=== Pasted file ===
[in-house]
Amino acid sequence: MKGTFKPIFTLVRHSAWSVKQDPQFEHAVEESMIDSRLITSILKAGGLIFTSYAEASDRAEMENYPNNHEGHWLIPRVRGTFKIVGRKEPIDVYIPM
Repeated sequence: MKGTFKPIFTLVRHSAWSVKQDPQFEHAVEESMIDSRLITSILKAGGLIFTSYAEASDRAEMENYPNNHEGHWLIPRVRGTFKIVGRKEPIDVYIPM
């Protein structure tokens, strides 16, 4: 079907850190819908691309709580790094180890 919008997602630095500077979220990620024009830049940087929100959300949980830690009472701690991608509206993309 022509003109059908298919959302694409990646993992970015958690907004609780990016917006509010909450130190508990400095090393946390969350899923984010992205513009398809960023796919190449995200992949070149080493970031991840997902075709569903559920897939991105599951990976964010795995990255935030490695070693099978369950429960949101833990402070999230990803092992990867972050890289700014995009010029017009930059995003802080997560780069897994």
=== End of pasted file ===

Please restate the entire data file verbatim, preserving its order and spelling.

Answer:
[in-house]
Amino acid sequence: MKGTFKPIFTLVRHSAWSVKQDPQFEHAVEESMIDSRLITSILKAGGLIFTSYAEASDRAEMENYPNNHEGHWLIPRVRGTFKIVGRKEPIDVYIPM
Repeated sequence: MKGTFKPIFTLVRHSAWSVKQDPQFEHAVEESMIDSRLITSILKAGGLIFTSYAEASDRAEMENYPNNHEGHWLIPRVRGTFKIVGRKEPIDVYIPM
């Protein structure tokens, strides 16, 4: 079907850190819908691309709580790094180890 919008997602630095500077979220990620024009830049940087929100959300949980830690009472701690991608509206993309 022509003109059908298919959302694409990646993992970015958690907004609780990016917006509010909450130190508990400095090393946390969350899923984010992205513009398809960023796919190449995200992949070149080493970031991840997902075709569903559920897939991105599951990976964010795995990255935030490695070693099978369950429960949101833990402070999230990803092992990867972050890289700014995009010029017009930059995003802080997560780069897994």